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From chris derham <ch...@derham.me.uk>
Subject Re: Tomcat access log reveals hack attempt: "HEAD /manager/html HTTP/1.0" 404
Date Wed, 17 Apr 2013 14:45:20 GMT
> Yes.  But someone *does* own the botted computers, and their own
> operations are slightly affected.  I have wondered if there is some
> way to make a bot so intrusive that many more owners will ask
> themselves, "why is my computer so slow/weird/whatever?  I'd better
> get it looked at.  Maybe I should install a virus scanner."

Somebody said earlier in the thread (sorry but I can't be bothered to
find the exact quote and attribute it) something along the lines of
"this is an arms race". The current bot software may not be there yet,
but it is easy to see how the bot-net developers would like to have
the job of probing IPs distributed over the botnet, so each target
only receives a single call from each distinct IP, but together the
10,000 members of the bot-net each send one probe creating a full
probe of known weak points in the server. The net result would be a)
very hard to detect/defend against b) the proposal would not have a
negative effect - you only add 1 second (or whatever value is agreed)
to the async call time for each botnet member.

I agree that currently if an attacker compromises a server, and then
runs probes against the whole internet from that one host, your idea
would slow the assault. However it will just encourage the next
evolutionary step described above. However the bad guys are quite
clever. The scanning software already has rate limiting switches to
stop network intrusion detection systems from detecting probes. They
would just use these to slow the attack and the computer user would
not notice. As long as you have many bots in the whole net, it isn't a
problem.

I used to work in agrochemical research. They tried 1,000,000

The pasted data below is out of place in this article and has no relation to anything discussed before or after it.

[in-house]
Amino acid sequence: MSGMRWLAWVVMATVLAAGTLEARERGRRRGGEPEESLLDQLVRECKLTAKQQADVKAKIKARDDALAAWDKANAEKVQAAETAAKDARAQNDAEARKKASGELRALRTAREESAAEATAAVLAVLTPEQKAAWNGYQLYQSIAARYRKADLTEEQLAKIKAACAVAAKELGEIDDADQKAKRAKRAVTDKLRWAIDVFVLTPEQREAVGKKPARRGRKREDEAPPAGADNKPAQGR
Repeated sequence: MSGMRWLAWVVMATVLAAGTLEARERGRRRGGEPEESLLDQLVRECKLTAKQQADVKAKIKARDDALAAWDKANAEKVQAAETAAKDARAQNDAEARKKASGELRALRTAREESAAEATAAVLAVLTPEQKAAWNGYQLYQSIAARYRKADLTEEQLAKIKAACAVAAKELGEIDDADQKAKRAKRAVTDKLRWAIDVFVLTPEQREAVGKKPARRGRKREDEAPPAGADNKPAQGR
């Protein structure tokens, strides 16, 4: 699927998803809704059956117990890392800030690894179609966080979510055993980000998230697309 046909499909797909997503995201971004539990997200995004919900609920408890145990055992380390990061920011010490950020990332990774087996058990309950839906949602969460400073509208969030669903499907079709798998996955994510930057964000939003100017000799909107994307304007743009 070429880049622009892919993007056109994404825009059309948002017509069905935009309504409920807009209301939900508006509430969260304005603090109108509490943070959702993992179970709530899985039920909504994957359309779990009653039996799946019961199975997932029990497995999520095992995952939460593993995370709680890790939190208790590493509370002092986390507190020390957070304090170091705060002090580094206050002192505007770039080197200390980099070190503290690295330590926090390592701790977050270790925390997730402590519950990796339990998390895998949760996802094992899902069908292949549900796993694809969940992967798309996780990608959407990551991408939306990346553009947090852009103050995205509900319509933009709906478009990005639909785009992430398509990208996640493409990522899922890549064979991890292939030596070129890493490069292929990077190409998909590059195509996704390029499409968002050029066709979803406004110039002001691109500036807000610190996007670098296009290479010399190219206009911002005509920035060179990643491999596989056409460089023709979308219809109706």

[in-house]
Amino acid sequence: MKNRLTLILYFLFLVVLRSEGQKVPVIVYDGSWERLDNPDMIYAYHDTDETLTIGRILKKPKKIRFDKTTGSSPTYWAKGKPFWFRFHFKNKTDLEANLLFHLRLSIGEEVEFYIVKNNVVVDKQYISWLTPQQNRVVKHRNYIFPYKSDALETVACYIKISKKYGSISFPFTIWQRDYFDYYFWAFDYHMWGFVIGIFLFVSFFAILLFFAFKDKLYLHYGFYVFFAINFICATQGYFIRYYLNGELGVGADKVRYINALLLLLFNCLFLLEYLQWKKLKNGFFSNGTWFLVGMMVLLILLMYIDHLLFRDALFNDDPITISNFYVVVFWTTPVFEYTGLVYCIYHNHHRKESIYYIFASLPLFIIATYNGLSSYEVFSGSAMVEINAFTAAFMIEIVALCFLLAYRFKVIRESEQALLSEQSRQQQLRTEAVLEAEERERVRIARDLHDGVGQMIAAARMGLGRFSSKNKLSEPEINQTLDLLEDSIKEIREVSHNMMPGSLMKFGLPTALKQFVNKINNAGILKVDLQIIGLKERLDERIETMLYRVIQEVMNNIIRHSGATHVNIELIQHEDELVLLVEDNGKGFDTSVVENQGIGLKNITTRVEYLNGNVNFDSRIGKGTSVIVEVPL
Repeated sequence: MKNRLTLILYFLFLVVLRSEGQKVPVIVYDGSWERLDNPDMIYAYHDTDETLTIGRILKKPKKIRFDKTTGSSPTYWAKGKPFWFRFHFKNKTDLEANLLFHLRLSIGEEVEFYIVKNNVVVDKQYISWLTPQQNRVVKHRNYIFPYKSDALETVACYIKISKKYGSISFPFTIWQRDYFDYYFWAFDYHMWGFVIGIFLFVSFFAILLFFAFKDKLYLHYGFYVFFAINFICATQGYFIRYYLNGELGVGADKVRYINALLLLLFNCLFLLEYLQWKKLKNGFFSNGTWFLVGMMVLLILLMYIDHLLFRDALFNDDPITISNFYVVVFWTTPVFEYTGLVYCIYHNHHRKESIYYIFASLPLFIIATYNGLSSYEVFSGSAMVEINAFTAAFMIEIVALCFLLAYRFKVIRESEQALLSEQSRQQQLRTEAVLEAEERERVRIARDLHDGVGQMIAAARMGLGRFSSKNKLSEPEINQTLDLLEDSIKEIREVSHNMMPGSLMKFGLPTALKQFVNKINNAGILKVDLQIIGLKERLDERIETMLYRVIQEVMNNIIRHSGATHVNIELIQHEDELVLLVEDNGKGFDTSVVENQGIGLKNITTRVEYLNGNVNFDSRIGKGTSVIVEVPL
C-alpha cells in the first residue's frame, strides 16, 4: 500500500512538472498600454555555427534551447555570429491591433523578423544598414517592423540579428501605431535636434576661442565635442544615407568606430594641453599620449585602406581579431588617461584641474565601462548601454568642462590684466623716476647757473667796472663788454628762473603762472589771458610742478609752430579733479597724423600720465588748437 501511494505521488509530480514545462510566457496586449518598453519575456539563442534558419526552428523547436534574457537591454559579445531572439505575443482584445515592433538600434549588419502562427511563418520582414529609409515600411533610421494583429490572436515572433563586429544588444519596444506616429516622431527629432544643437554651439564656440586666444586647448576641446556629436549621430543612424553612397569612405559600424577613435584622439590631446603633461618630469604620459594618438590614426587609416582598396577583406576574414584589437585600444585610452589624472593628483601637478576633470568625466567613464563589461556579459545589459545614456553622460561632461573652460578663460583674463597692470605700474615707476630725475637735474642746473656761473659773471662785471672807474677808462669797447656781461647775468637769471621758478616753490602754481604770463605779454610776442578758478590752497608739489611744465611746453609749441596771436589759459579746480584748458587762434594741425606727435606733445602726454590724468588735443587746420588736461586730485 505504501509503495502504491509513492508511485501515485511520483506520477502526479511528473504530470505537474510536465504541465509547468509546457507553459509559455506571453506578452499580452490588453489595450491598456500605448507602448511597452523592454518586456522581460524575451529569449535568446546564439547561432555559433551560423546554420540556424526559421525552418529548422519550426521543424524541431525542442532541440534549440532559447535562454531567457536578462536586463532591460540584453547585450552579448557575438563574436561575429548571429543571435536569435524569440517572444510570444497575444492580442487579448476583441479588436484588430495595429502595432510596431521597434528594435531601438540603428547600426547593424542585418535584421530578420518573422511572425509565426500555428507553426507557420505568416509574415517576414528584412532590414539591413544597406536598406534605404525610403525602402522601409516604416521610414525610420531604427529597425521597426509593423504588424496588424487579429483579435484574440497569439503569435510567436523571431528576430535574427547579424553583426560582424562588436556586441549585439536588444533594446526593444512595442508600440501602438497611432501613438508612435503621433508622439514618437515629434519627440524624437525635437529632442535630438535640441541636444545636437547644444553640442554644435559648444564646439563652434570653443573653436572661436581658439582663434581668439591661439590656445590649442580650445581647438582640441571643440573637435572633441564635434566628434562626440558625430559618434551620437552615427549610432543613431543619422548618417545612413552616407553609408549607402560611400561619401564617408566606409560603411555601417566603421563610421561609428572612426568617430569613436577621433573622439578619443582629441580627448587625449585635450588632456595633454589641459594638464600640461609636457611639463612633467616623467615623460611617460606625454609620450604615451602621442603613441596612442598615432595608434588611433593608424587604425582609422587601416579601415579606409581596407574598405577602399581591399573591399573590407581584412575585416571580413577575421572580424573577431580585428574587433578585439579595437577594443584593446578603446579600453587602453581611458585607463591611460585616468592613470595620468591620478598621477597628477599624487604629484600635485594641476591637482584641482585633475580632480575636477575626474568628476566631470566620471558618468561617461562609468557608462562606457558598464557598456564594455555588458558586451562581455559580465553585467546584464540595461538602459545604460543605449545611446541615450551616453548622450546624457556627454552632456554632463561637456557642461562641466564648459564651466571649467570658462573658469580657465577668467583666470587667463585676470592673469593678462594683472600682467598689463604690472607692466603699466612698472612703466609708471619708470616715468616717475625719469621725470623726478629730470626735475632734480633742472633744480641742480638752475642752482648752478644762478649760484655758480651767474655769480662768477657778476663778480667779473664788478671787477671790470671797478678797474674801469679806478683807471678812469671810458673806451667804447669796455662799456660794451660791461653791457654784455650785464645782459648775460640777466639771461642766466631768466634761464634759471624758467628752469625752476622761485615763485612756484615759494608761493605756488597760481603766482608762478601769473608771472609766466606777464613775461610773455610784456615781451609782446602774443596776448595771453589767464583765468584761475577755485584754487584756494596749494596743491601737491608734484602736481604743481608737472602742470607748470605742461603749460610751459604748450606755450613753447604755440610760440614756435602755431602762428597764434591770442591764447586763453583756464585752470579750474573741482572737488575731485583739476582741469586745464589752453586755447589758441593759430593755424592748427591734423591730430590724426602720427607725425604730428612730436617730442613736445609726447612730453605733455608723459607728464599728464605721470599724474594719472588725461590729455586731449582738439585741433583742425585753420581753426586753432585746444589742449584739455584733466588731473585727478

different pseudo-random chemicals a year against plants, watching for
a reaction. If something reacted in a "positive" manner, then they
investigated what was going on. This is the same as the bad-guys are
doing globally - probe every IP, and look for interesting responses.
Yes the approach to slowing down these responses should in theory
work, but if the clever guys distribute the load over a bot-net, and
the bot-net is large enough, then it is just a numbers game. Enough
bots sending probes, and then get a new target each day, that will be
enough for them to abuse that target to send out that days mailshot of
spam.

The key security recommendation is to not have anything running unless
required. The manager app has no users defined by default - perhaps
the default install for tomcat could be such that it is a bare bones
install? I do not know of any weaknesses in the manager app, but if it
isn't even there, their presence/absence doesn't really matter. Same
with the other default parts, e.g. help etc. As long as they can be
installed easily if required, shouldn't be a problem. The OWASP
recommendations for securing tomcat suggest removing all items under
catalina_home/webapps as a first step. Just a thought.

The first step an attacker performs when conducting a focused attack,
is to map out the server. The presence of a response to
http://server:8080/manager/html/ would seem to indicate a default
install of tomcat. Once that have this initial reconnaissance
performed, they will move onto using known exploits against it. By
removing manager app from the default install, this would be made one
step harder. You can't really prevent a dedicated attacker, but making
it one step harder to attack your server, might make the
not-bothered-which-server-I-attack guy move on to easier pickings

Also one thing worth mentioning. There is an attack called a blind sql
injection attack. The crux of it is that by timing the response from a
sql injection, you can detect if your query was a success or a
failure. Typically some processing occurs upon success, hence the
response takes longer. During testing (obviously not against a real db
:-)), I have used manged to download the whole contents of a db after
a little scripting of a sql injection and some perusal of the results.
If you deliberately delay 404 by a known amount of time, it will still
stick out, and they can use this just as much as a positive
indication.

HTH somebody

Chris

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